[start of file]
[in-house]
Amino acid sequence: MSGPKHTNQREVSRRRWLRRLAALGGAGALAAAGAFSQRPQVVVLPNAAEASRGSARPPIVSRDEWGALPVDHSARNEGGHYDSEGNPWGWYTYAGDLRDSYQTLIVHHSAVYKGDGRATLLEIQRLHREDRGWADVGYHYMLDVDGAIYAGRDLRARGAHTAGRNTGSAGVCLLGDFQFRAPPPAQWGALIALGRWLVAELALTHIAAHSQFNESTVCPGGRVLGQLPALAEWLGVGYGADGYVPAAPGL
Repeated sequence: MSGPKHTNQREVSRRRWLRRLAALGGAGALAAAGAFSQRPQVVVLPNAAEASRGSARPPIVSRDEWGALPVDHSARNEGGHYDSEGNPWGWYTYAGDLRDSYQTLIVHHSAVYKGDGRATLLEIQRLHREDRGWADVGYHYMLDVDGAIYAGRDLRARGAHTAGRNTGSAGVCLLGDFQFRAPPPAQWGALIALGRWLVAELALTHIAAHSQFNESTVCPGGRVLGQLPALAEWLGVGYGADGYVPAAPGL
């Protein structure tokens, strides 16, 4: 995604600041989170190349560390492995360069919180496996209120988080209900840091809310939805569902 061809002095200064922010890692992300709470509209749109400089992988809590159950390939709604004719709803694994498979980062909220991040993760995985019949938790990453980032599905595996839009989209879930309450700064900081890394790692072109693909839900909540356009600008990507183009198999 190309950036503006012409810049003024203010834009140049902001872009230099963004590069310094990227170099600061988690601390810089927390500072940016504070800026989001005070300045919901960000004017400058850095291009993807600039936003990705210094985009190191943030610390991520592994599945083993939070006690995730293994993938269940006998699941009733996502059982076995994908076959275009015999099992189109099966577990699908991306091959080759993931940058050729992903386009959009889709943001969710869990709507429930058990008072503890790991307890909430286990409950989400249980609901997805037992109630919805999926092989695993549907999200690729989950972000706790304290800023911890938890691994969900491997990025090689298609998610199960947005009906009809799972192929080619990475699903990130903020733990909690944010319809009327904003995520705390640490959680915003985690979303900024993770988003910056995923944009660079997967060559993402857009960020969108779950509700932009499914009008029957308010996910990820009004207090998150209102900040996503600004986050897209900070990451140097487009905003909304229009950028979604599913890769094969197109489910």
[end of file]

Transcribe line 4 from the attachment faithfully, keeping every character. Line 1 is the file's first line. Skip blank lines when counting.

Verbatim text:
């Protein structure tokens, strides 16, 4: 995604600041989170190349560390492995360069919180496996209120988080209900840091809310939805569902 061809002095200064922010890692992300709470509209749109400089992988809590159950390939709604004719709803694994498979980062909220991040993760995985019949938790990453980032599905595996839009989209879930309450700064900081890394790692072109693909839900909540356009600008990507183009198999 190309950036503006012409810049003024203010834009140049902001872009230099963004590069310094990227170099600061988690601390810089927390500072940016504070800026989001005070300045919901960000004017400058850095291009993807600039936003990705210094985009190191943030610390991520592994599945083993939070006690995730293994993938269940006998699941009733996502059982076995994908076959275009015999099992189109099966577990699908991306091959080759993931940058050729992903386009959009889709943001969710869990709507429930058990008072503890790991307890909430286990409950989400249980609901997805037992109630919805999926092989695993549907999200690729989950972000706790304290800023911890938890691994969900491997990025090689298609998610199960947005009906009809799972192929080619990475699903990130903020733990909690944010319809009327904003995520705390640490959680915003985690979303900024993770988003910056995923944009660079997967060559993402857009960020969108779950509700932009499914009008029957308010996910990820009004207090998150209102900040996503600004986050897209900070990451140097487009905003909304229009950028979604599913890769094969197109489910």